It is the second generation instrument built and operated by the Virgo collaboration to search for gravitational waves. Giovanni Losurdo of the INFN, who led the Advanced Virgo project to completion: “This detection is a milestone for all the people who have dedicated their time to conceive, realize and operate Virgo and Advanced Virgo, first among them Alain Brillet, and Adalberto Giazotto. The whole enterprise was based, since its start, on a visionary goal: the creation of a network capable of localizing the sources in the sky and start the era of the multi-messenger investigation of the universe. And finally, after decades, we are there.” Advanced Virgo’s initial design was completed 10 years ago while the initial Virgo detector was taking its first data. The founder funding agencies of the Virgo project, CNRS and INFN, approved the project in December 2009, and significant contributions were made by Nikhef. With the end of observations with the initial Virgo detector in October 2011, the realization of the Advanced Virgo detector began.
The new facility was dedicated in February 2017 while its commissioning was ongoing. In April, the control of the detector at its nominal working point was achieved for the first time. During the following months, the instrument’s sensitivity underwent dramatic improvements, thanks to an extensive noise hunting campaign. Once the sensitivity reached by Advanced Virgo allowed to probe a volume of the Universe more than 10 times larger than for the initial Virgo detector, on August 1st, Advanced Virgo joined the two LIGO detectors for the final four weeks of the O2 data taking period. “The Virgo upgrade to Advanced Virgo had an ambitious objective: to significantly improve the sensitivity of our detector, in order to maximize the probability to detect gravitational wave signals,” says Federico Ferrini, director of the European Gravitational Observatory. “Reaching a level of performance to realize a three-detector network for a common data taking period took many years of intense and innovative work. As Virgo has observed its first event, I wish to recognize the dedication of the members of the Virgo collaboration, of the EGO staff and of the participating laboratories.”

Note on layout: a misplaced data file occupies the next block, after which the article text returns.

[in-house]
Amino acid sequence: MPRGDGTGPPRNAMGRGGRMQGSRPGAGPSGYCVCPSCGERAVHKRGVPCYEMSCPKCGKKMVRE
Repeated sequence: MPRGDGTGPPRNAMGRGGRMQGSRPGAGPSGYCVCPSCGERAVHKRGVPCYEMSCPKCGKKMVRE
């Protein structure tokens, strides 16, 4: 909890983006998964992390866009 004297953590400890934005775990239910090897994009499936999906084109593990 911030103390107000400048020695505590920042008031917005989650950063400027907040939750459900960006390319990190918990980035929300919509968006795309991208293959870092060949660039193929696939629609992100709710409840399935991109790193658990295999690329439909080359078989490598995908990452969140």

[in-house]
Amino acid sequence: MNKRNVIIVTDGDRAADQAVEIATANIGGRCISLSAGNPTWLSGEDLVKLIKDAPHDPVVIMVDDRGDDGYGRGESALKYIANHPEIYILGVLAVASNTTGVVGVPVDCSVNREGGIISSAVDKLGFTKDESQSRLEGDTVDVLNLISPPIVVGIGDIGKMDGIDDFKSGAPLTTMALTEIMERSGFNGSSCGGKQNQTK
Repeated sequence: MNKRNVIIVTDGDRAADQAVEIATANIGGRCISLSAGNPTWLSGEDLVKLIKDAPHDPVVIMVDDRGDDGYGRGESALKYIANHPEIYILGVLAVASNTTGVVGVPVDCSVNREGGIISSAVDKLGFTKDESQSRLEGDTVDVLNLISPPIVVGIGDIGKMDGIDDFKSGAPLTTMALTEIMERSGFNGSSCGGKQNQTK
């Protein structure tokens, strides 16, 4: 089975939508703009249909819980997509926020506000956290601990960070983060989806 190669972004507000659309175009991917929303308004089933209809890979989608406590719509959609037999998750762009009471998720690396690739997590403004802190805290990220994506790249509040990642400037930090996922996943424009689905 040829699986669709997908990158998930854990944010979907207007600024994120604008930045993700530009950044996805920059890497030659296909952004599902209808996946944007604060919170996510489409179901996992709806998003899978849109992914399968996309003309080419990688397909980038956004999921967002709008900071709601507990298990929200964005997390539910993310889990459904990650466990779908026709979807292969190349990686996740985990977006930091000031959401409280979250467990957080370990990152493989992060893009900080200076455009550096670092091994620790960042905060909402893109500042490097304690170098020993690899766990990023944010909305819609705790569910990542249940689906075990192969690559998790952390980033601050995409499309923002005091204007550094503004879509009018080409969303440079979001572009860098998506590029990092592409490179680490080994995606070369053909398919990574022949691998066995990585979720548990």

It is a second generation gravitational-wave detector consisting of two identical interferometers located in Hanford, WA and Livingston, LA. It uses precision laser interferometry similar to Advanced Virgo to detect gravitational waves. Beginning operating in September 2015, Advanced LIGO has conducted two observing runs. The second ‘O2’ observing run began on Nov. 30, 2016 and ended on Aug. 25, 2017. David Reitze of Caltech, the executive director of the LIGO Laboratory that built and operates the LIGO observatories, adds “With this first joint detection by the Advanced LIGO and Virgo detectors, we have taken one step further into the gravitational-wave cosmos. Virgo brings a powerful new capability to detect and better locate gravitational-wave sources, one that will undoubtedly lead to exciting and unanticipated results in the future.”